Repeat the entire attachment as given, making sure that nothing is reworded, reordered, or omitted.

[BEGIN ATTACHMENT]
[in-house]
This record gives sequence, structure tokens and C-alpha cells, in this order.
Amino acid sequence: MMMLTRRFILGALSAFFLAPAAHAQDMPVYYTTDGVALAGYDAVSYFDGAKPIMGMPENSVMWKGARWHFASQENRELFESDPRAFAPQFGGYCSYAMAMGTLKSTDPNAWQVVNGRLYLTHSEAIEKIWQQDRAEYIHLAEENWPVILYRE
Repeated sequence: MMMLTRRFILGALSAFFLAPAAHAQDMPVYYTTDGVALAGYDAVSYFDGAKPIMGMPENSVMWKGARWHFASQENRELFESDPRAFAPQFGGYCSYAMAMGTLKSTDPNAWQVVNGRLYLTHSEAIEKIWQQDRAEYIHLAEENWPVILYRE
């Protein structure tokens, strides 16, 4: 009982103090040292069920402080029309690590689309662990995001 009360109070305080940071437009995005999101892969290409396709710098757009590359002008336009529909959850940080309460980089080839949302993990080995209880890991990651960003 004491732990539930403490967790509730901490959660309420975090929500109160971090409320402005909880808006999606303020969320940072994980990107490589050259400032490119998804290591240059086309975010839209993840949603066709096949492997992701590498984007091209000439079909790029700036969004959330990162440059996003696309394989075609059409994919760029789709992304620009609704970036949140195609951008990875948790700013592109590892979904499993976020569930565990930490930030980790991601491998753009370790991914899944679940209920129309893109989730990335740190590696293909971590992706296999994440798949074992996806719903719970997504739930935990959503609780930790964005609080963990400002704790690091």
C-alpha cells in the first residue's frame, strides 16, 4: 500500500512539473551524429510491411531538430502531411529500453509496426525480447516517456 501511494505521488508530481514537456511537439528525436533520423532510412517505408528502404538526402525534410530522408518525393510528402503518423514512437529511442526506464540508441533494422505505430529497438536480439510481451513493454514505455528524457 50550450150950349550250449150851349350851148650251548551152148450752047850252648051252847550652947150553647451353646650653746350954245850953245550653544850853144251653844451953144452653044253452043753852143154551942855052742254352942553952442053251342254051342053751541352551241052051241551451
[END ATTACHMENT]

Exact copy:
[in-house]
This record gives sequence, structure tokens and C-alpha cells, in this order.
Amino acid sequence: MMMLTRRFILGALSAFFLAPAAHAQDMPVYYTTDGVALAGYDAVSYFDGAKPIMGMPENSVMWKGARWHFASQENRELFESDPRAFAPQFGGYCSYAMAMGTLKSTDPNAWQVVNGRLYLTHSEAIEKIWQQDRAEYIHLAEENWPVILYRE
Repeated sequence: MMMLTRRFILGALSAFFLAPAAHAQDMPVYYTTDGVALAGYDAVSYFDGAKPIMGMPENSVMWKGARWHFASQENRELFESDPRAFAPQFGGYCSYAMAMGTLKSTDPNAWQVVNGRLYLTHSEAIEKIWQQDRAEYIHLAEENWPVILYRE
């Protein structure tokens, strides 16, 4: 009982103090040292069920402080029309690590689309662990995001 009360109070305080940071437009995005999101892969290409396709710098757009590359002008336009529909959850940080309460980089080839949302993990080995209880890991990651960003 004491732990539930403490967790509730901490959660309420975090929500109160971090409320402005909880808006999606303020969320940072994980990107490589050259400032490119998804290591240059086309975010839209993840949603066709096949492997992701590498984007091209000439079909790029700036969004959330990162440059996003696309394989075609059409994919760029789709992304620009609704970036949140195609951008990875948790700013592109590892979904499993976020569930565990930490930030980790991601491998753009370790991914899944679940209920129309893109989730990335740190590696293909971590992706296999994440798949074992996806719903719970997504739930935990959503609780930790964005609080963990400002704790690091």
C-alpha cells in the first residue's frame, strides 16, 4: 500500500512539473551524429510491411531538430502531411529500453509496426525480447516517456 501511494505521488508530481514537456511537439528525436533520423532510412517505408528502404538526402525534410530522408518525393510528402503518423514512437529511442526506464540508441533494422505505430529497438536480439510481451513493454514505455528524457 50550450150950349550250449150851349350851148650251548551152148450752047850252648051252847550652947150553647451353646650653746350954245850953245550653544850853144251653844451953144452653044253452043753852143154551942855052742254352942553952442053251342254051342053751541352551241052051241551451